While it doesn’t have the flashiness of one of the company’s glass tower car vending machines, local and state officials are glad to see Carvana’s new distribution center in Chesterfield finally cross the finish line.
“This project is a project that started a while ago. It’s a project I think reflects inspiration and innovation, creativity and vision. But it also reflects fortitude and persistence,” Gov. Glenn Youngkin said alongside other officials at a ribbon cutting at the facility Wednesday. “We had a pandemic that landed in the middle of this vision and today we’re here celebrating Carvana.”
The Arizona-based online used-car seller got the $25 million, 191,000-square-foot facility at 15100 Woods Edge Road fully up and running in July. The regional distribution center handles inspections and processes cars the company sells. The center has surface parking to hold around 10,000 vehicles.
Carvana first announced in 2019 its intention to build what was then planned as a $40 million facility. It then canned the idea of a Chesterfield facility in spring 2020, only to resurrect the project about a year later after considering sites elsewhere. It dialed back the scope of the project to the current specs.
“They were reexamining the climate like every business was doing at that time period. When they came back, the site was actually under consideration by a different developer,” Jake Elder of the Chesterfield economic development department said of the journey to land the project. “We tried to work with (Carvana) on any site, really, in Chesterfield that could potentially work for them. That group that was considering the site decided not to move forward so Carvana jumped back on it.”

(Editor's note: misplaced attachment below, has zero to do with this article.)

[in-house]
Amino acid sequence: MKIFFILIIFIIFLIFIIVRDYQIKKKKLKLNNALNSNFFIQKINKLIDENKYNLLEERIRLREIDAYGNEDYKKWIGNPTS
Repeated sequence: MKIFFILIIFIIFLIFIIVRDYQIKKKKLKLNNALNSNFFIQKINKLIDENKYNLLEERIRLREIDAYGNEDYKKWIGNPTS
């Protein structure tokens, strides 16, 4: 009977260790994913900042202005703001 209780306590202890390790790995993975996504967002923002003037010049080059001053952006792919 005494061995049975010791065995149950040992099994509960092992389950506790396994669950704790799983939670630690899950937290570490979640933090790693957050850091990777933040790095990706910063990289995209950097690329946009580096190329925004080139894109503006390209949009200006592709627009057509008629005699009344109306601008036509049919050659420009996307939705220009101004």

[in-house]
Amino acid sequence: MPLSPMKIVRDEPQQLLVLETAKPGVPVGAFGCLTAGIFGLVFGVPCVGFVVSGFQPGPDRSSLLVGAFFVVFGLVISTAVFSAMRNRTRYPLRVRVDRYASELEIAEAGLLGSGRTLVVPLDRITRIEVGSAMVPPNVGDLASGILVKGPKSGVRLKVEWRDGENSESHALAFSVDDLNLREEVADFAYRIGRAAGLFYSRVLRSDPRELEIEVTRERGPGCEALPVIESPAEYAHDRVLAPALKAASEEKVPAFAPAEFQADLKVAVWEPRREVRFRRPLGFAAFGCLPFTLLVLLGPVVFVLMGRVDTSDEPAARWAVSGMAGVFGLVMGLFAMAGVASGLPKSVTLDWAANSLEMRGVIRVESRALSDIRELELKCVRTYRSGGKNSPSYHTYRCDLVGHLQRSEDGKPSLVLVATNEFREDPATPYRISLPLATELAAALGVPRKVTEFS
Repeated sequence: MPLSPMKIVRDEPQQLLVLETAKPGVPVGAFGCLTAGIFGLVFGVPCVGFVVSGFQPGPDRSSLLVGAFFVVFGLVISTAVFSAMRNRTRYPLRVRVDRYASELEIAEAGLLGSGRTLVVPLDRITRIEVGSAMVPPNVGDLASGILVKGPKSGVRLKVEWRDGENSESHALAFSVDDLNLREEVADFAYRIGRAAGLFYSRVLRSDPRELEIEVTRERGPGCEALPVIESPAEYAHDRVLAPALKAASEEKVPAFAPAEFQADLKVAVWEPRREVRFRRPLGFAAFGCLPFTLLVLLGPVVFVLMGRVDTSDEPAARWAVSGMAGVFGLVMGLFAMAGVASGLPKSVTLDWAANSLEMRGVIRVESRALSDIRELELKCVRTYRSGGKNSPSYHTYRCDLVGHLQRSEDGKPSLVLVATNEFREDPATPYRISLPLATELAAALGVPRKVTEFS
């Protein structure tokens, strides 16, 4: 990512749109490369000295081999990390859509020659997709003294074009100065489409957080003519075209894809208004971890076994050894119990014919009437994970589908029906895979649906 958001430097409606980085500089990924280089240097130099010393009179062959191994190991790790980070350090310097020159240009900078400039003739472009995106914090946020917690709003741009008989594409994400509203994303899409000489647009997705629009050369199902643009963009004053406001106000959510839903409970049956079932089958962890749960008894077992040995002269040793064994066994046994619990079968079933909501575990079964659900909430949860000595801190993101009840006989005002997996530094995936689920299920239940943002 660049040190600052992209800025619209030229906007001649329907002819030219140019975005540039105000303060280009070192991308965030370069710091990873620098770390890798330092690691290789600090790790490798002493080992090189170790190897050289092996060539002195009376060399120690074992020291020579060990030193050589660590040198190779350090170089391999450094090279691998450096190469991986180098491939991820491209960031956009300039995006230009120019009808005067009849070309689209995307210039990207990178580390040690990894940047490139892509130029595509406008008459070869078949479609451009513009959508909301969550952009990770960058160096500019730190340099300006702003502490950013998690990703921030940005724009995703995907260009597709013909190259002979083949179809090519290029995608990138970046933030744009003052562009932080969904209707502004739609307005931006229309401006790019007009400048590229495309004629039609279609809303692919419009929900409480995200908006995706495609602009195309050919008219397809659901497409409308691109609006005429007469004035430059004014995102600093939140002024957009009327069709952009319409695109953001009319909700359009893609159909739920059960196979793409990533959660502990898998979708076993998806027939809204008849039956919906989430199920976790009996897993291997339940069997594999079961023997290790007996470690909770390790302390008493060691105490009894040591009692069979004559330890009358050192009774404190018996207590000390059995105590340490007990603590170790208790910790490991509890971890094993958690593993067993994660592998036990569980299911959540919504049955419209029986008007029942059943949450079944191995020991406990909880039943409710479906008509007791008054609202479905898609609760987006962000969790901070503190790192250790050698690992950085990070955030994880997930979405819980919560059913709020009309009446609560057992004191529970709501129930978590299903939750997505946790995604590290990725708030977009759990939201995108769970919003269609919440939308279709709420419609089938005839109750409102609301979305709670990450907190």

Elder declined to name the developer that eyed the property and didn’t elaborate on that alternative user’s vision there.
The Chesterfield center is the company’s 18th such facility and first in Virginia, the facility’s, according to General Manager Rob Sheets.
The center currently has 240 workers and is expected to increase its headcount to 400 by the end of the year, Sheets said.
Charlotte-based WHN Architects designed the Chesterfield facility. Chesterfield-based Timmons Group was the project’s engineering firm. Carvana bought the 183-acre site last year for $2.8 million.
Carvana opened one of its signature car vending machine towers in Richmond in 2021.
Del. Carrie Coyner, speaking at Wednesday’s ceremony, said the tower is eye-catching but the Chesterfield facility deserves some attention.
“While people will ‘ooh’ and ‘ahh’ over the Richmond vending machine, which I admit is pretty darn cool, it will be this quiet, hardworking inspection center that ensures that vehicles are ready to keep our roads safe,” Coyner said.